ON March 28, British Prime Minister Theresa May dispatched a letter to the European Union (EU) stating Britian's intention to exit from union under Article 50 of the Treaty on European Union.
Now this can seem somewhat arcane but essentially May has started the Brexit (Britain's exit from the EU) process which will take two years and can only be extended if all 27 remaining member states of the EU and Britain agree to such an extension.
The process has been rather acrimonious with some quarters in the EU alleging that May has sought to link any future trade deal with the EU to Britian's disproportionate contribution to Europe's security. However, British Foreign Minister Boris Johnson, has stated that the country's commitment to Europe's security is "unconditional".
Second, the German Chancellor Angela Merkel has vetoed May's push for a trade deal between the EU and Britian to be negotiated simultaneously with Brexit. Merkel said: "The negotiations must first clarify how we will disentangle our interlinked relationship ... and only when this question is dealt with, can we, hopefully soon after, begin talking about our future relationship."
Of course, local German politics has also played a part in Merkel's decision because she faces an uphill battle for her fourth term as chancellor in elections due later this year. Social Democrats in Germany have selected the folksy, telegenic and avuncular Martin Schulz as their candidate for chancellor and Merkel is compelled to stand as a vanguard against populism and any attempt to unravel the EU.
Gibraltar, the rock that has long been a source dispute between Spain and Britain, is now being used as political fodder. Gibraltarians see themselves as British nationals and have resisted any attempt by Spain to annex their territory by voting down such a proposal in a referendum in 2002.
However a miffed EU clearly wants to make Brexit as hard as possible and ensure Britain does not get a better deal than the one it has now so as to prevent other member states from going down the same path.
In other words, the EU's survival depends on how much it can "punish" the UK and ensure leaving the union is such an arduous process that no member state would want to contemplate it.
Those who support Brexit have been cheering this moment and billed it a return of "sovereignty".
Britain has always been a paradox when it comes to Europe. It gave everything to liberate Europe from the tyranny of Hitler and played a key role in drafting the European Convention on Human Rights but only made it part of their national law some 50 years later.
Britain has always reminisced of a past when it controlled one-third of the surface area of our planet. It was strong and autonomous and felt that being part of the EU robbed it of these virtues. The uncertain relationship with Europe has been further aggravated by EU regulations seeking to control everything from what certain wines can be called to what is actually contained in the famous Cornish pasty. These have been used as examples of EU hegemony as the expense of "Britishness".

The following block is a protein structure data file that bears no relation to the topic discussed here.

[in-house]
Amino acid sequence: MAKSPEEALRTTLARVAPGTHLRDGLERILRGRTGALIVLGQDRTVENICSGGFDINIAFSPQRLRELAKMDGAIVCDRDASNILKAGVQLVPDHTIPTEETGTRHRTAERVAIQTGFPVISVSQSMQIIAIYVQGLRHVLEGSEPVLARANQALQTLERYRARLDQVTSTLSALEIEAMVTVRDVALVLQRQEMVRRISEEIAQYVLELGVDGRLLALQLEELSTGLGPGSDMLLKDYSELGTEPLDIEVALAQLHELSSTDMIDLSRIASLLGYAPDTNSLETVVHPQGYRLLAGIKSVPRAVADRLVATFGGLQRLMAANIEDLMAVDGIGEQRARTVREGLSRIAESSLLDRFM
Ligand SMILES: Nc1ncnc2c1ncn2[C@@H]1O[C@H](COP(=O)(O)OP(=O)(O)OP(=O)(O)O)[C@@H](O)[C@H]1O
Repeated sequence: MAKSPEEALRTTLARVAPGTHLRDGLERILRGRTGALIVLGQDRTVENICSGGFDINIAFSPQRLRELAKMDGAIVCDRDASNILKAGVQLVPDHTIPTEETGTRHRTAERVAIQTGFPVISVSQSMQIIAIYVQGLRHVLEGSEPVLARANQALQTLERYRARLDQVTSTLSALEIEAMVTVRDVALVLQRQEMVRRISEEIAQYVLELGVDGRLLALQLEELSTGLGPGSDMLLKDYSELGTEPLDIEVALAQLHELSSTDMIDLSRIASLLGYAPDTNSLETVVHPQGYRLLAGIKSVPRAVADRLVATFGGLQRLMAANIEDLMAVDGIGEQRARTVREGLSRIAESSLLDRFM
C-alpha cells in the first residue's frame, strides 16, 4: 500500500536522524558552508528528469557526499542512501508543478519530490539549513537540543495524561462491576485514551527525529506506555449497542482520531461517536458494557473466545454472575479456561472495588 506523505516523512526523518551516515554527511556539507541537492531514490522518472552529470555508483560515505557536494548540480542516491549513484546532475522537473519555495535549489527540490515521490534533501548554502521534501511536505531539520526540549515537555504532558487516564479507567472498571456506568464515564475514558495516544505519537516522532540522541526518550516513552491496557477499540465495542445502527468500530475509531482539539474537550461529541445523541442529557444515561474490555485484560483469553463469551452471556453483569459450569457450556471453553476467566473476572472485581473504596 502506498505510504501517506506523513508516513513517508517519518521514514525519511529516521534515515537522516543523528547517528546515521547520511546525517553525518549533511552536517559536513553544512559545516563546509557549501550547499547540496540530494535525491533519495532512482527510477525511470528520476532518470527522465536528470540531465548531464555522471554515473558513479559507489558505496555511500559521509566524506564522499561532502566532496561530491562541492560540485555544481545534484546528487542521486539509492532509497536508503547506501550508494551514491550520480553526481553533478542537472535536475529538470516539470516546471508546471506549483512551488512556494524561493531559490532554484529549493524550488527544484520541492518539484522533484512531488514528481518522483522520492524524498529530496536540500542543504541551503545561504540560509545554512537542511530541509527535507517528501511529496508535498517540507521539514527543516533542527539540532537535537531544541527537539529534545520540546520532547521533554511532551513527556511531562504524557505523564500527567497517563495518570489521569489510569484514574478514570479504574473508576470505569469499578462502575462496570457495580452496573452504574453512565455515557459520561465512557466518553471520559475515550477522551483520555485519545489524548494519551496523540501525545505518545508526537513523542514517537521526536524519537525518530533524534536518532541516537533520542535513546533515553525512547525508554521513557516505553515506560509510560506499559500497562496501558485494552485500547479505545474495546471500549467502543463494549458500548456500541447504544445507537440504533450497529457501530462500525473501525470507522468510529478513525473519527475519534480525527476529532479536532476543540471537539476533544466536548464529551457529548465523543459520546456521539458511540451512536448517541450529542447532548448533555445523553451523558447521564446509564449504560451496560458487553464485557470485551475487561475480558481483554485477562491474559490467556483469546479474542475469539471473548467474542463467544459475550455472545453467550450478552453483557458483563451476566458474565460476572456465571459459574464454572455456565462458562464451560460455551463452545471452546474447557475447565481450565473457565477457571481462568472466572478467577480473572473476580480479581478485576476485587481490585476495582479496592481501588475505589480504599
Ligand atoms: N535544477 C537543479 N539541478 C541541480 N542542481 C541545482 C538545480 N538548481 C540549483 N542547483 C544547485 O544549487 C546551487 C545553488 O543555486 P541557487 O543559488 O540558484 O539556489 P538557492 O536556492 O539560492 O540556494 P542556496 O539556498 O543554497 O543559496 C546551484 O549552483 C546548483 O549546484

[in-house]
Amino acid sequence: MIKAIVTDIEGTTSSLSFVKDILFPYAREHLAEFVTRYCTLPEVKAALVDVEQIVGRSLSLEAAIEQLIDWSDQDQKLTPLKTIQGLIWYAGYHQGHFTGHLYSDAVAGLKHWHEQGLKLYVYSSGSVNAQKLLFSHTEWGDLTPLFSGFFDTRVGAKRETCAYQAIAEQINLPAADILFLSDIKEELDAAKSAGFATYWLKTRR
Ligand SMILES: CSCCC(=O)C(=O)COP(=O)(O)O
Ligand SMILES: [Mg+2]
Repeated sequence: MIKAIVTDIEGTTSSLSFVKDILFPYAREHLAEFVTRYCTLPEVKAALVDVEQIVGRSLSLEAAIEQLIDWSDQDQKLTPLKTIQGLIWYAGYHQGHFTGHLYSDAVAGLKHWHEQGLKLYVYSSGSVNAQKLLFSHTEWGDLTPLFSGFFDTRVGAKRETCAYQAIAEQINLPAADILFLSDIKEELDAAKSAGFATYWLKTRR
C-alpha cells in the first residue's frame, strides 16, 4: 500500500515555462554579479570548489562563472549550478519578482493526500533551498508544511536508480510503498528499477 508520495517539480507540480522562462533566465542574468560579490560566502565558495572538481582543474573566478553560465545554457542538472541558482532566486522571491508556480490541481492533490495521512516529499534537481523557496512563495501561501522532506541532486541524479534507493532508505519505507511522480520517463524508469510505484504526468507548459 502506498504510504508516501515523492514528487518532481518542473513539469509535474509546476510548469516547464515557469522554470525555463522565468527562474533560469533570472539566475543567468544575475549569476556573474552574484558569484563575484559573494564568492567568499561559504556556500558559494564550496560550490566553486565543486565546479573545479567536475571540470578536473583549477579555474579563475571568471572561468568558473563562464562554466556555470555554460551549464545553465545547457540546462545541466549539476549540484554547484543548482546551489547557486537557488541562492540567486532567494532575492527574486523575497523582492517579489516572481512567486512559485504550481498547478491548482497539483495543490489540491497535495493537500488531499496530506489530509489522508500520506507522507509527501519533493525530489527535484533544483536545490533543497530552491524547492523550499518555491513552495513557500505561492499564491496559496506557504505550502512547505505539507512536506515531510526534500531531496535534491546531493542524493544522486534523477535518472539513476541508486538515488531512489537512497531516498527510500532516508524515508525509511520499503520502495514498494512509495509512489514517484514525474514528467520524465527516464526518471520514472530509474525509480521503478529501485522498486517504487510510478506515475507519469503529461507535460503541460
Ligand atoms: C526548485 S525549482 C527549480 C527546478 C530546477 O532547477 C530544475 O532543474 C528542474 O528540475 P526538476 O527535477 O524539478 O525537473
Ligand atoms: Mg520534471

However, many in Britain forget the good of the EU the peace Europe has enjoyed since World War 2. I believe that alone is a good reason enough for Britain to remain part of the EU.
Brexit has put enormous strain on the global liberal order. Trade, globalisation and open societies have all suffered as a result of nativist populism taking hold in the United States, France, Germany, Italy and Britain. The recent repudiation of Gert Wilders in Holland serves as a respite for liberals and democrats around the world but clearly we are not out of the woods yet as France could spring a surprise in its presidential election this year.
Furthermore, Brexit has opened a wide gulf within Britain itself. London which voted to remain in the EU is a cosmopolitan city where over 300 languages are spoken daily, its most famous cuisine is Asian and its best football team is owned by a Russian.
However, drive up north to Yorkshire and we see the country in decline as coal mining and manufacturing have disappeared. Jobs that sustained previous generations have all but disappeared or been replaced.
However, the enemy is not trade and globalisation. Britain cannot survive on protectionism because it is a medium sized market with very little natural resources. While, some pro-Bexiteers have argued that Brexit will open up new trade frontiers, I, for one, do not see the wisdom in seeking a divorce from the partner one does 50% of one's trade with.
But as Europe falters, an unlikely defender has spoken up for globalisation.
Xi Jinping, the President of China, in a speech at the World Economic Forum in Davos earlier this year spoke eloquently. "We should recede from our respective national positions and embark on the right pathway towards economic globalisation at the right pace … Pursuing protectionism is just like locking one's self in a dark room: wind and rain might be kept outside but so are light and air," he said.
> The views expressed are entirely the writer's own.